The abuse during pregnancy may continue following the birth of the child, significantly impacting the physical and mental health of the child’s mother (Woolhouse, Gartland, Hegarty, Donath, & Brown, 2012), as well as the physical health of the infant (Rivara et al., 2007). The perpetrator’s undermining of the mother’s parenting can interfere with the attachment process between both mother and child, and father and child, impacting the infant’s development (Cunningham & Baker, 2007). Young children look to their caregivers when they feel distressed, sick or scared (Bowlby, 1982). When a caregiver comforts their child, their actions teach the child how to soothe their nervous system and manage their emotions after a period of arousal. From these interactions, the infant eventually learns the necessary skill of emotional self-regulation (Carpenter & Stacks, 2009). As such, when a young child is faced with a father whose actions not only frighten them, but prevent their mother from providing comfort, the infant has little opportunity to learn this skill.

However, as Buchanan (2018) notes, the protective measures many women take to preserve their relationship with their babies and young children can be easily overlooked by professionals. There is evidence that mothers strive to provide good parenting and protect their children from the effects of DV. In a number of studies, women describe the strategies and tactics they use to ensure childrens good behaviour to avoid annoying the perpetrator, shield them from the violence and compensate for the perpetrators abusive behaviour (Lapierre, 2010; Levendosky, Lynch, & Graham-Bermann, 2000). In addition, for those mothers whose parenting is compromised by the experience of DV, their pre-violence capacity for nurturing for their children will often re-emerge once the violence is absent (Stanley, 2011).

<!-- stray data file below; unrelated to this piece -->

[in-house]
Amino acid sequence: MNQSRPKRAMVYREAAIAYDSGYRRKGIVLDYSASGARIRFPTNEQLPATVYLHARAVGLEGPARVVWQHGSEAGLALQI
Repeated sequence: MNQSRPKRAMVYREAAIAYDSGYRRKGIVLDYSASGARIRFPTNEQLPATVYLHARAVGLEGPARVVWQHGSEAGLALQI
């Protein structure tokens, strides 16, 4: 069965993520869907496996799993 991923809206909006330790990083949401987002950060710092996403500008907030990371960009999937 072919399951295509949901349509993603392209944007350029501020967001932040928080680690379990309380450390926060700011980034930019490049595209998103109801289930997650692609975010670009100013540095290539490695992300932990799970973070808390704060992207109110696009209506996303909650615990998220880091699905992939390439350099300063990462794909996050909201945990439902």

Addressing fathering issues for men who use violence

Emphasising support for women and their mothering, particularly those with very young children, is entirely appropriate. However, the focus on mothering has tended to overshadow the parenting choices of men who use violence (Mandel, 2009).

Emerging evidence suggests that these fathers are a heterogenous group. Some are highly dysregulated and volatile in their use of abuse, and others are highly controlled and controlling (Heward-Belle, 2017). A number of studies suggest that these fathers expect children to meet their needs, rather than vice versa (Bancroft & Silverman, 2002; Harne, 2004). There is a clear message from women abused in pregnancy, and ongoing into the post-natal period, that the self-centredness or sense of entitlement of fathers who use violence means that they are unable to tolerate the woman paying attention to the developing infant (Scott & Crooks, 2007). In particular, abusive men use the high societal expectations of mothers to undermine their partners (Buchanan, 2018), attacking their self-esteem and their struggles with early mothering (Heward-Belle, 2017).